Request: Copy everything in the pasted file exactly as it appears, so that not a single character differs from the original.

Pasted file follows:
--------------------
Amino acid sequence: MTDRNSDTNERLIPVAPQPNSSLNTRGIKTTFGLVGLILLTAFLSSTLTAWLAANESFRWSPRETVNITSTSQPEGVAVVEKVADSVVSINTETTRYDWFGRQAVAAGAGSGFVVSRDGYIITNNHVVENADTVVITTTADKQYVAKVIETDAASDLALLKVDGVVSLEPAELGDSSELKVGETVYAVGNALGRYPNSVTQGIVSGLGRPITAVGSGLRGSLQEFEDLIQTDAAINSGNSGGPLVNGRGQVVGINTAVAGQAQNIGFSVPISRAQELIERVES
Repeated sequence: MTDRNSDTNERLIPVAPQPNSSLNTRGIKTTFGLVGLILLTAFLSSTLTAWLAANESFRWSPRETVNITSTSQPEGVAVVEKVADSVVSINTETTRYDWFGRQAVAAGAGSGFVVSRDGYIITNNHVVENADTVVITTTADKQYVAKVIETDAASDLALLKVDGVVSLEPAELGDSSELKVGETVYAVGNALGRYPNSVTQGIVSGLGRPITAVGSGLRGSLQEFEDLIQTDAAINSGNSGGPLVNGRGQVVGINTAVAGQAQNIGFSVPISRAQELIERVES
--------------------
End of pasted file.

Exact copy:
Amino acid sequence: MTDRNSDTNERLIPVAPQPNSSLNTRGIKTTFGLVGLILLTAFLSSTLTAWLAANESFRWSPRETVNITSTSQPEGVAVVEKVADSVVSINTETTRYDWFGRQAVAAGAGSGFVVSRDGYIITNNHVVENADTVVITTTADKQYVAKVIETDAASDLALLKVDGVVSLEPAELGDSSELKVGETVYAVGNALGRYPNSVTQGIVSGLGRPITAVGSGLRGSLQEFEDLIQTDAAINSGNSGGPLVNGRGQVVGINTAVAGQAQNIGFSVPISRAQELIERVES
Repeated sequence: MTDRNSDTNERLIPVAPQPNSSLNTRGIKTTFGLVGLILLTAFLSSTLTAWLAANESFRWSPRETVNITSTSQPEGVAVVEKVADSVVSINTETTRYDWFGRQAVAAGAGSGFVVSRDGYIITNNHVVENADTVVITTTADKQYVAKVIETDAASDLALLKVDGVVSLEPAELGDSSELKVGETVYAVGNALGRYPNSVTQGIVSGLGRPITAVGSGLRGSLQEFEDLIQTDAAINSGNSGGPLVNGRGQVVGINTAVAGQAQNIGFSVPISRAQELIERVES